It is possible to use the concept of functions to describe more than just how lexical meanings work: they can also be used to describe the meaning of a sentence. Take, for a moment, the sentence "The horse is red". We may consider "the horse" to be the product of a propositional function. A propositional function is an operation of language that takes an entity (in this case, the horse) as an input and outputs a semantic fact (i.e., the proposition that is represented by "The horse is red"). In other words, a propositional function is like an algorithm. The meaning of "red" in this case is whatever takes the entity "the horse" and turns it into the statement, "The horse is red."
Linguists have developed at least two general methods of understanding the relationship between the parts of a linguistic string and how it is put together: syntactic and semantic trees. Syntactic trees draw upon the words of a sentence with the grammar of the sentence in mind. Semantic trees, on the other hand, focus upon the role of the meaning of the words and how those meanings combine to provide insight onto the genesis of semantic facts.
Some of the major issues at the intersection of philosophy of language and philosophy of mind are also dealt with in modern psycholinguistics. Some important questions are How much of language is innate? Is language acquisition a special faculty in the mind? What is the connection between thought and language?
There are three general perspectives on the issue of language learning. The first is the behaviorist perspective, which dictates that not only is the solid bulk of language learned, but it is learned via conditioning. The second is the hypothesis testing perspective, which understands the child's learning of syntactic rules and meanings to involve the postulation and testing of hypotheses, through the use of the general faculty of intelligence. The final candidate for explanation is the innatist perspective, which states that at least some of the syntactic settings are innate and hardwired, based on certain modules of the mind.
There are varying notions of the structure of the brain when it comes to language. Connectionist models emphasize the idea that a person's lexicon and their thoughts operate in a kind of distributed, associative network. Nativist models assert that there are specialized devices in the brain that are dedicated to language acquisition. Computation models emphasize the notion of a representational language of thought and the logic-like, computational processing that the mind performs over them. Emergentist models focus on the notion that natural faculties are a complex system that emerge from simpler biological parts. Reductionist models attempt to explain higher-level mental processes in terms of the basic low-level neurophysiological activity of the brain.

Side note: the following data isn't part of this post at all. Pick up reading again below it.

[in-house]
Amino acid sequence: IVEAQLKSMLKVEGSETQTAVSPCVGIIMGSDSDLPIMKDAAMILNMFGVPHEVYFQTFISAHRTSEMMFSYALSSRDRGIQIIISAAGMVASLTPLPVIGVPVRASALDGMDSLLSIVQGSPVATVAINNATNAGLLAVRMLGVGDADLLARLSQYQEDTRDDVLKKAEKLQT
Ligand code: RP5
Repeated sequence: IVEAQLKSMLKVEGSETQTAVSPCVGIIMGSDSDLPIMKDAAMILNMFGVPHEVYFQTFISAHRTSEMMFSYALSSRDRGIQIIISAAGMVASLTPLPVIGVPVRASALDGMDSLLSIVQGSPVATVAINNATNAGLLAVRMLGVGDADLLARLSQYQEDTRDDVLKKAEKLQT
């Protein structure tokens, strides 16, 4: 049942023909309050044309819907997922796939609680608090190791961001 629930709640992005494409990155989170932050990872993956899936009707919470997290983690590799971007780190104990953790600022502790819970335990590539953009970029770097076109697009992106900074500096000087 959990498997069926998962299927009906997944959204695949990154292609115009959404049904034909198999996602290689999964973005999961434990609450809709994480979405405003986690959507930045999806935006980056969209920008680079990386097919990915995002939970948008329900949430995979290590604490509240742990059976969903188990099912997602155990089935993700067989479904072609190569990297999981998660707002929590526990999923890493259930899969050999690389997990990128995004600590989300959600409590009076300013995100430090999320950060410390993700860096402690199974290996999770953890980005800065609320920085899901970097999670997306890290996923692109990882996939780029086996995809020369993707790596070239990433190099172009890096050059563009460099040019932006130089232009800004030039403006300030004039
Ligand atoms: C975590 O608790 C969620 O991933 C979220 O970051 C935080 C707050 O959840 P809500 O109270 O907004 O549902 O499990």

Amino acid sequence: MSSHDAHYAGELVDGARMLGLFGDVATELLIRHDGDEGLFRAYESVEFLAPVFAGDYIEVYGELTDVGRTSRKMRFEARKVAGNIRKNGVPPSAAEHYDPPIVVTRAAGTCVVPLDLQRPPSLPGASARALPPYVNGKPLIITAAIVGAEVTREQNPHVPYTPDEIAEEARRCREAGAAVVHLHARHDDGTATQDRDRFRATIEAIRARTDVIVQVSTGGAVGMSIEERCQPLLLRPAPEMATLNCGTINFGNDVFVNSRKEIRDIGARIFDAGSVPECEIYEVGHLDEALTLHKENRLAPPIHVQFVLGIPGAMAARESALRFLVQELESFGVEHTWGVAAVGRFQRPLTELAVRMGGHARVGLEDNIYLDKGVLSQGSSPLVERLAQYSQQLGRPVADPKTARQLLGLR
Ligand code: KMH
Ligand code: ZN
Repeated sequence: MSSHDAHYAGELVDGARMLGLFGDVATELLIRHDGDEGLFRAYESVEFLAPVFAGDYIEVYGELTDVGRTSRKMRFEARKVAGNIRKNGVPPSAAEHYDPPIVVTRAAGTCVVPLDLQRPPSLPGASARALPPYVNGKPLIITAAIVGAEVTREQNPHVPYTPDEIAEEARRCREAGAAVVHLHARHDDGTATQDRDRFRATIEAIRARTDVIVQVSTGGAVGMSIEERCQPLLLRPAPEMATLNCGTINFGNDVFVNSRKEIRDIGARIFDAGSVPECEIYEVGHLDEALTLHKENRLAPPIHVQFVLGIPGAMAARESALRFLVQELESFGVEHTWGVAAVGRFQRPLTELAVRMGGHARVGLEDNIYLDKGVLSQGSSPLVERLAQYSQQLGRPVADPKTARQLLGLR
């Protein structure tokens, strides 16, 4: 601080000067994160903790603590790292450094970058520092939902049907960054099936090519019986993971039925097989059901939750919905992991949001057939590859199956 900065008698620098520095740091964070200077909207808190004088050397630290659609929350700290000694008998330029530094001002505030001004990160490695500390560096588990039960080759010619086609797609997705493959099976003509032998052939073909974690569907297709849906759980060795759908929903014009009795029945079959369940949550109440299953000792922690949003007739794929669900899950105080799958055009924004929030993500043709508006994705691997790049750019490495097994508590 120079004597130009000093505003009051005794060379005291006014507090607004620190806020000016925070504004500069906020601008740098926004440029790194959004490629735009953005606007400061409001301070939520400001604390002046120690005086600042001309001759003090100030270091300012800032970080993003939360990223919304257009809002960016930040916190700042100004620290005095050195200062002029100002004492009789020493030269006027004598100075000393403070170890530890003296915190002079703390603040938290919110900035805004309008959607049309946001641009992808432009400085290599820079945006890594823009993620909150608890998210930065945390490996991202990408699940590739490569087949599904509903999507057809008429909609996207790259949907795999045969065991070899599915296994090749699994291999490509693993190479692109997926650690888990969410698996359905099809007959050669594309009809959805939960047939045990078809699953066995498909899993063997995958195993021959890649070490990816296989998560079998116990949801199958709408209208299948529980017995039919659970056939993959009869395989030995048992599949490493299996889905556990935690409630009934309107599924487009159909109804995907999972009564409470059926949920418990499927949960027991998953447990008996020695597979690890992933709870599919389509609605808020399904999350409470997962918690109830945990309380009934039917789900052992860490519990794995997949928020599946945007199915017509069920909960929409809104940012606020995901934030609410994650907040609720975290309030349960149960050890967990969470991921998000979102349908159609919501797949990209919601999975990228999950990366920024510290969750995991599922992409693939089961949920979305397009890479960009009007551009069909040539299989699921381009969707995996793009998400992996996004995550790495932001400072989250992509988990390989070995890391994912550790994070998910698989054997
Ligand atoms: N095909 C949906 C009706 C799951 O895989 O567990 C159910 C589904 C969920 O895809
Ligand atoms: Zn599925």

An important problem which touches both philosophy of language and philosophy of mind is to what extent language influences thought and vice versa. There have been a number of different perspectives on this issue, each offering a number of insights and suggestions.
Linguists Sapir and Whorf suggested that language limited the extent to which members of a "linguistic community" can think about certain subjects (a hypothesis paralleled in George Orwell's novel Nineteen Eighty-Four). In other words, language was analytically prior to thought. Philosopher Michael Dummett is also a proponent of the "language-first" viewpoint.
The stark opposite to the Sapir–Whorf position is the notion that thought (or, more broadly, mental content) has priority over language. The "knowledge-first" position can be found, for instance, in the work of Paul Grice. Further, this view is closely associated with Jerry Fodor and his language of thought hypothesis. According to his argument, spoken and written language derive their intentionality and meaning from an internal language encoded in the mind. The main argument in favor of such a view is that the structure of thoughts and the structure of language seem to share a compositional, systematic character. Another argument is that it is difficult to explain how signs and symbols on paper can represent anything meaningful unless some sort of meaning is infused into them by the contents of the mind. One of the main arguments against is that such levels of language can lead to an infinite regress. In any case, many philosophers of mind and language, such as Ruth Millikan, Fred Dretske and Fodor, have recently turned their attention to explaining the meanings of mental contents and states directly.
Another tradition of philosophers has attempted to show that language and thought are coextensive – that there is no way of explaining one without the other. Donald Davidson, in his essay "Thought and Talk", argued that the notion of belief could only arise as a product of public linguistic interaction. Daniel Dennett holds a similar interpretationist view of propositional attitudes. To an extent, the theoretical underpinnings to cognitive semantics (including the notion of semantic framing) suggest the influence of language upon thought. However, the same tradition views meaning and grammar as a function of conceptualization, making it difficult to assess in any straightforward way.